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535i Andrew

18" winter tyres, what pressure?

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I've just completed my first trip out in mine with its 18" winter tyres at size 245/45 which is standard OEM size.

 

I inflated them to 2.5 bar at the rear which is as per sticker for 18" M+S tyres but I can't help but think this is a bit harsh.

 

What are others who have 245/45/18 winters (M+S) tyres running the rears at?

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On my land barge I’m running 38 at the rears and 32 on the fronts (PSI obviously) and find the ride to be superb and that’s on Sports suspension!

 

I know they’re different cars, but their weights won’t be too far apart and my winter tyres are only a tad bigger than yours

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37 minutes ago, d_a_n1979 said:

On my land barge I’m running 38 at the rears and 32 on the fronts (PSI obviously) and find the ride to be superb and that’s on Sports suspension!

 

I know they’re different cars, but their weights won’t be too far apart and my winter tyres are only a tad bigger than yours

 

How are those pressures compared to 'book'?

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What sort of driving do you do?.  Book pressures is just a "safe average" given from the manufacturers.

 

In reality people should monitor their own pressures and adjust accordingly to wear and usage.    Eg:  If your lugging a caravan around and your train weight is near around 3500kg, you should be running more than 38 psi on your rear tyres.

Also I have always found that running the "stated" 32psi on the front of BMWs always wears the edges of tyres but I do mostly motorway miles.    I run 40psi all around and my car has even tyre wear.  

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Of course, and there are different recommended pressures for light, part and full load (though usually I'm lightly loaded so lowest). I guess the 535D is fairly heavy at the front but I wouldn't have thought so much heavier than a 520D to go to 40 for lightly loaded - that sounds really high.

Edited by Boba

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Its not just about load as in weight, load is also placed on the vehicle with speed.   Myself I am rarely ever on B roads or in towns with this car so speeds are usually at national speed limits or greater when in Europe.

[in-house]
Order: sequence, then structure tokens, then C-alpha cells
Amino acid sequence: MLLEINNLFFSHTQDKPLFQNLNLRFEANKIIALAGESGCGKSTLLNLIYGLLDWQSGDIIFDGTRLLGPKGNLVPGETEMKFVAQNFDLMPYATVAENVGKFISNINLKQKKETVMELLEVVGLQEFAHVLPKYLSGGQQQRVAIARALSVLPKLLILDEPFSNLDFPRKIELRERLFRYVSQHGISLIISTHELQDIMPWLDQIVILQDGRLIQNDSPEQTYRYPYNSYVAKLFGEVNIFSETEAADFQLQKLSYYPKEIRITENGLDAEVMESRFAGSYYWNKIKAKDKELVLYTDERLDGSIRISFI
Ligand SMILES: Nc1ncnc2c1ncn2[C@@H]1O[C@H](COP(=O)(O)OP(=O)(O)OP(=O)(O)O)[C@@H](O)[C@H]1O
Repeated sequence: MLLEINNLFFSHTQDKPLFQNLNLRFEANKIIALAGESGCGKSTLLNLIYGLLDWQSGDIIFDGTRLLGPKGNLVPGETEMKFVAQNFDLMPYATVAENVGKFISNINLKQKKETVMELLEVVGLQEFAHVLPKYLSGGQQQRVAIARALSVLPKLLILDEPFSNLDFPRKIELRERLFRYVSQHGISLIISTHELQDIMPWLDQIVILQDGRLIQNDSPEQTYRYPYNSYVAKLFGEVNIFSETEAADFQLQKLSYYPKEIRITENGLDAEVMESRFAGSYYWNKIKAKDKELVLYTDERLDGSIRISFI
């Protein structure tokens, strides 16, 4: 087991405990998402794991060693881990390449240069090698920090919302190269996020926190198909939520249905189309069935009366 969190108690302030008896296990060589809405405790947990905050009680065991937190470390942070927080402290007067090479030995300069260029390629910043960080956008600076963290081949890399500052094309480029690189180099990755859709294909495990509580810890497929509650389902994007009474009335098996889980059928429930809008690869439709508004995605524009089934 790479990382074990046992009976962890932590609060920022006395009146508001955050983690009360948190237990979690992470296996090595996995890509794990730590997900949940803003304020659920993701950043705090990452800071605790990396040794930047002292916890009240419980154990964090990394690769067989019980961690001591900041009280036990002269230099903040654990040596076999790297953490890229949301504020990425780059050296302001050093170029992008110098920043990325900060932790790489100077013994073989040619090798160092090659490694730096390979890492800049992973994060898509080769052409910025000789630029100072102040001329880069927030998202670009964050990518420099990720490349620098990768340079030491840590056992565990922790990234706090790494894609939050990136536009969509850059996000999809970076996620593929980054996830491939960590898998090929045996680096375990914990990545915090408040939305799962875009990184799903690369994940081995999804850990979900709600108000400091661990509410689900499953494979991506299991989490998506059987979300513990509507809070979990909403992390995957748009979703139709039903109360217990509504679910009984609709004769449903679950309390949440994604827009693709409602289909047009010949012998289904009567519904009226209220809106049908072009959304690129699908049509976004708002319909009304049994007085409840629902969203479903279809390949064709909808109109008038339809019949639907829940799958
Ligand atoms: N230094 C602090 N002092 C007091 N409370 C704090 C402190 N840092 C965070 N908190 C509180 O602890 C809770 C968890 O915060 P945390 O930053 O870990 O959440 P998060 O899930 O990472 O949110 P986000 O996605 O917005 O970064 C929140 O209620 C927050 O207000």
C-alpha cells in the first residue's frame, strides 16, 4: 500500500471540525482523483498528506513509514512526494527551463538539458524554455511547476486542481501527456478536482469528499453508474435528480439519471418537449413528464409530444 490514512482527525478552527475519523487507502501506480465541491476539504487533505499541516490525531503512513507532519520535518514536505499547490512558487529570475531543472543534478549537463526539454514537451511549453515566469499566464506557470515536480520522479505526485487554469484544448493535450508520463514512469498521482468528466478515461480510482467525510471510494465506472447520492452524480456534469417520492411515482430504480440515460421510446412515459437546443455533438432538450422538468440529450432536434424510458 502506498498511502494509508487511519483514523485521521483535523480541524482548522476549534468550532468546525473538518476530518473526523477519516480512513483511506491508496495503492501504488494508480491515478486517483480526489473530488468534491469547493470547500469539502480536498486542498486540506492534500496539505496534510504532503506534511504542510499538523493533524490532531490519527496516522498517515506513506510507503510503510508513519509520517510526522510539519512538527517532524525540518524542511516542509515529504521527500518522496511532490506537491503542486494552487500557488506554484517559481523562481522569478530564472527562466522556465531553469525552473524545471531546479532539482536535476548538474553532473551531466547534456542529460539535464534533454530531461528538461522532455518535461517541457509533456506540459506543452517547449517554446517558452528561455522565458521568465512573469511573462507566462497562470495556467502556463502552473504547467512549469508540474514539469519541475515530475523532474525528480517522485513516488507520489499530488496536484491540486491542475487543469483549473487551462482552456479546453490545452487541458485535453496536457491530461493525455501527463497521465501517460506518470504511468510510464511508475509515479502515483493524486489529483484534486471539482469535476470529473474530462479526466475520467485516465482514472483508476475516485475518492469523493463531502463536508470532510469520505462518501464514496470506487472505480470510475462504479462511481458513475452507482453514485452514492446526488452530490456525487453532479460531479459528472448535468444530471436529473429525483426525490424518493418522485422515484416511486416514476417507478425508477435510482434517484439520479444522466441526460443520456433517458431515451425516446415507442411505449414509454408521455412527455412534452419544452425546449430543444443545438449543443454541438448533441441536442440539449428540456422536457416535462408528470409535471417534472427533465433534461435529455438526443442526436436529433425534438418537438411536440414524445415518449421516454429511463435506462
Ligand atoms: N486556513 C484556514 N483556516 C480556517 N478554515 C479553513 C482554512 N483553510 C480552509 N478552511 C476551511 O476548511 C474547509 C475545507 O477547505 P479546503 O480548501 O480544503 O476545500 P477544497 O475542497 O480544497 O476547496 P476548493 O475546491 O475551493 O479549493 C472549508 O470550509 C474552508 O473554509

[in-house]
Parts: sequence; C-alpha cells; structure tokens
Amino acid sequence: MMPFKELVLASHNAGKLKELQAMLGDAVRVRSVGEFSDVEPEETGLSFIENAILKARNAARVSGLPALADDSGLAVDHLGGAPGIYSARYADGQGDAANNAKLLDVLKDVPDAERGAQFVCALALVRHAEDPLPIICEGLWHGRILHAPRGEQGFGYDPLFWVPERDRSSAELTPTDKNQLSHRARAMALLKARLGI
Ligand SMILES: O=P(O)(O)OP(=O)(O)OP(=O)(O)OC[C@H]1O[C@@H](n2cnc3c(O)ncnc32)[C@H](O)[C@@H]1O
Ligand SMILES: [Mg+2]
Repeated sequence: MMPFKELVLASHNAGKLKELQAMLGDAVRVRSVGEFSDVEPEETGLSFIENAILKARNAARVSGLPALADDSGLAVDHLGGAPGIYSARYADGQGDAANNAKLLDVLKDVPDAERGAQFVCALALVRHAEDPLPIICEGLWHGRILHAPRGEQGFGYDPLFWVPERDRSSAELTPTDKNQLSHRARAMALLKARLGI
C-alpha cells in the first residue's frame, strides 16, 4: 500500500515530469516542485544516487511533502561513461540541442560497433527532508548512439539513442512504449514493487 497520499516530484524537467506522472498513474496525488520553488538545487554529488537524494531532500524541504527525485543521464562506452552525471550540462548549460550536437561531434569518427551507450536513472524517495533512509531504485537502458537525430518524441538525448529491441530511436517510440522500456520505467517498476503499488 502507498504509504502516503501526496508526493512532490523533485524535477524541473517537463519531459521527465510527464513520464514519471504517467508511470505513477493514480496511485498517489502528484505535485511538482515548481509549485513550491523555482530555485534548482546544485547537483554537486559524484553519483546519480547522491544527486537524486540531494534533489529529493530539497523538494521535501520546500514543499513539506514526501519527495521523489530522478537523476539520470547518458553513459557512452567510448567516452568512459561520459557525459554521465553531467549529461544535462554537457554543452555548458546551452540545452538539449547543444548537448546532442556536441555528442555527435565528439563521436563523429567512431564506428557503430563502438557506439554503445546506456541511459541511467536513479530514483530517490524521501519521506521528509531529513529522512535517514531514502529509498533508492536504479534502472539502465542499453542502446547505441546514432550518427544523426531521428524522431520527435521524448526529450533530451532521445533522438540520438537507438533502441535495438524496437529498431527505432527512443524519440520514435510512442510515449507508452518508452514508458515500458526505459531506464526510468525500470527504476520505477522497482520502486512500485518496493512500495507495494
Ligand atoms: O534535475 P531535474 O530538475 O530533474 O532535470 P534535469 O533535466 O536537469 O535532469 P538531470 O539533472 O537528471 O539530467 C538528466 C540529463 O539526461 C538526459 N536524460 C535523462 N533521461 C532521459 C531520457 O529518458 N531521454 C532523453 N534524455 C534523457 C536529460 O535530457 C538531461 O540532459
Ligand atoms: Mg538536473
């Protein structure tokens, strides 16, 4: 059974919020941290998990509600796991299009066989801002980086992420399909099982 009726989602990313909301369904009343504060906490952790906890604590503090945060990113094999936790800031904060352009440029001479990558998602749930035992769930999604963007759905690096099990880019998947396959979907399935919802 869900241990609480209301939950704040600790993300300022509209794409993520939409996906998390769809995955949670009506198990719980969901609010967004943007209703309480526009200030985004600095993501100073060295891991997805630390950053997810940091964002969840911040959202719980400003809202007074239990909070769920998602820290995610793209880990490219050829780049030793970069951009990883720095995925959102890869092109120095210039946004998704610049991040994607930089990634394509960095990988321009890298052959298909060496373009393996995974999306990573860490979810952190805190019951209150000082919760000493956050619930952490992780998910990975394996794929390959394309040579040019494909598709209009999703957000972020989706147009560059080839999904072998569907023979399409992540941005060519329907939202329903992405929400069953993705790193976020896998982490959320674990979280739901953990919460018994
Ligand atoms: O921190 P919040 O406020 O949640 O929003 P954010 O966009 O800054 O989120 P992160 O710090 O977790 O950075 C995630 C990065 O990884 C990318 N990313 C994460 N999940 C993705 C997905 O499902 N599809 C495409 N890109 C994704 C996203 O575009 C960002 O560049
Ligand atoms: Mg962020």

Then there is heat and pressure rise fall etc etc, but all of that is not needed for this point.

 

Simply put, if you have both outer edges of your tyres wearing quicker then the center, your pressures are too low.  If reversed, then your pressures are too high.   IE: middle 1/3 of tyre is wearing more then the outer edges.

 

 

Edited by Enzo503

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I do real mix of road driving. Twisty B roads, towns and motorways.

 

Only really me in the car, at most, the wife and littl'un and a boot full of shopping, or logs ;), so weight isn't really an issue. I only tow a half tonne trailer, but I'm not pushing it into the bends when towing. Lim set to 50mph towing.

 

Back out in it today and felt better although, I think I got a bit if a twitch from it on a couple of fast bends but the roads were only just wet from a few drops of rain so may have been a bit greasy, but in standing water on the return journey it was planted.

 

Tyres are Conti Winter contacts TS810, rft.

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As @535i Andrew said; I do mainly town/country roads and a bit of M6 to and from training (which is most of the driving I do every week) and 40PSI all round would be far too hard/high, more so for my 18" winter tyres

 

I've found 38 rears and 32 upfront to be very comfortable indeed. However, I am going to try 34 upfront and see if that makes a handling difference as the 7 is very front-heavy IMO

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